I have been studying QoS for some time now and am familiar with the tools and commands that Cisco provides for configuring QoS.
Recently, my company has given me the task of creating a QoS policy. We will be deploying VoIP and video very soon and my task is to prepare the network for this endeavor.
While there are lots of documents describing how to configure QoS, I only find a few documents on how to design a policy. In particular, let's say that I have a packeteer or other similar device that can classify traffic and tell me what the average / peak traffic rates are. What is the proper way of setting up queuing if you have this information?
I know that for voice, I need to look at the codecs that will be used (G729 in my case) and the Call Admission Controls to determine what my voice BW requirements are (as well as the other basics such as future traffic growth, etc).
What I don't know is how to size my other traffic queues? Should I classify the traffic and just add up the average BW usage for the class? Or should I provide a BW to provide for the peak rates (I doubt I have that much BW to divide up).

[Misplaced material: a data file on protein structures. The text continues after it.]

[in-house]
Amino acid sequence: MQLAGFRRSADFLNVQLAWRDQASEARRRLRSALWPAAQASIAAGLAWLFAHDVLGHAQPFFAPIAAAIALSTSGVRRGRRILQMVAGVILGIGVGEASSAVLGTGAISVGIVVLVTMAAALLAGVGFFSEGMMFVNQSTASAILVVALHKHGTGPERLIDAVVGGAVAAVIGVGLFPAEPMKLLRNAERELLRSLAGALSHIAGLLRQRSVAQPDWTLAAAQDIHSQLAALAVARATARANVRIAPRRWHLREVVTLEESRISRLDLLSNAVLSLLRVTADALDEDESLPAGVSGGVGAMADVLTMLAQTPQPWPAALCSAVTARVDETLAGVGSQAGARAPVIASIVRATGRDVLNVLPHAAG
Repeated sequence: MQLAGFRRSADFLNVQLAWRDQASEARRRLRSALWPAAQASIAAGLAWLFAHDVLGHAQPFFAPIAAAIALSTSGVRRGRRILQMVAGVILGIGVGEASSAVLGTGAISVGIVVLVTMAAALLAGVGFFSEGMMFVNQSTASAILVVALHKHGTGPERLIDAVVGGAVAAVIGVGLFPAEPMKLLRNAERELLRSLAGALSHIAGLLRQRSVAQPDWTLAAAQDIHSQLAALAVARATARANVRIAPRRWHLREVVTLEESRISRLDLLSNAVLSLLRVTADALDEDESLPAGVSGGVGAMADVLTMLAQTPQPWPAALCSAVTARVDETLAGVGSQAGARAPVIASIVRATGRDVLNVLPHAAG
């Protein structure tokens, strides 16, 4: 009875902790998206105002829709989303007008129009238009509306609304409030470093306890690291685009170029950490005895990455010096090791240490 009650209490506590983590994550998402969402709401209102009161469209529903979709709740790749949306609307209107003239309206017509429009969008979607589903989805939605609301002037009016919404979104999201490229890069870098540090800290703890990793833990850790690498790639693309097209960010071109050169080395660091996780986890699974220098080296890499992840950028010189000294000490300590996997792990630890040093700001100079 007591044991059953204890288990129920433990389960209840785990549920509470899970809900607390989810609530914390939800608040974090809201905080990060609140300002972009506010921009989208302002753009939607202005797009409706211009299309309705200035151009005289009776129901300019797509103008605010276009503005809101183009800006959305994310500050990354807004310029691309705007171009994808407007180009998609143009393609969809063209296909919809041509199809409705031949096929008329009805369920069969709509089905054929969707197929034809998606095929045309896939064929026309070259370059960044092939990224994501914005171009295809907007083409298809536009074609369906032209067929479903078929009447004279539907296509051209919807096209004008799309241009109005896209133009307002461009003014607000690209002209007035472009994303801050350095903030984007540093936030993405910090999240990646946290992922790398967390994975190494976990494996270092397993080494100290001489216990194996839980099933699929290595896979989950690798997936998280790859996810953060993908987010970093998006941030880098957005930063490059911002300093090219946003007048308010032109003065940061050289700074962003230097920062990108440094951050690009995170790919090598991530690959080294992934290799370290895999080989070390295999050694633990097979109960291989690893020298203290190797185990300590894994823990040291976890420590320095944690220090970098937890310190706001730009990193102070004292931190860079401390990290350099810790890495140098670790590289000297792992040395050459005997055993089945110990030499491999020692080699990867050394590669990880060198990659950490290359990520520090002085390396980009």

I guess - what are your recommendations? Currently I am looking at LLQ to provide for my voice / video traffic (perhaps 2 priority queues, 1 for each type of traffic). Any and all help is appreciated!
Jim, first idea: go to this URL http://www.cisco.com/en/US/netsol/ns656/networking_solutions_program_home.html and read the "Enterprise QoS Solution Reference Network Design Guide Version 3.3" This guide has an excellent explanation of many of the things you've been studying, as well as the differences between devices (hardware queues, capabilities, etc.) It discusses Auto-QoS which is ONE TOOL for QoS but not a global panacea.
Second, in my real world experience, I do (almost) everything based on BW% not BPS. My basic policy defines 35% BW for LLQ for VoIP, 50% BW for production applications (Citrix, specific http/s traffic, SAP), 5% reserved for ssh/telnet/snmp/syslog/ftp/etc. and everything else in the default. Many WAN providers won't go >35% for the priority queue anyway.
I have some QoS templates for routers and switches, drop me a line if you'd like a copy.
As another good example of a policy check out the following paper:
Even if you don't have exactly the same requirements there are still many good ideas here.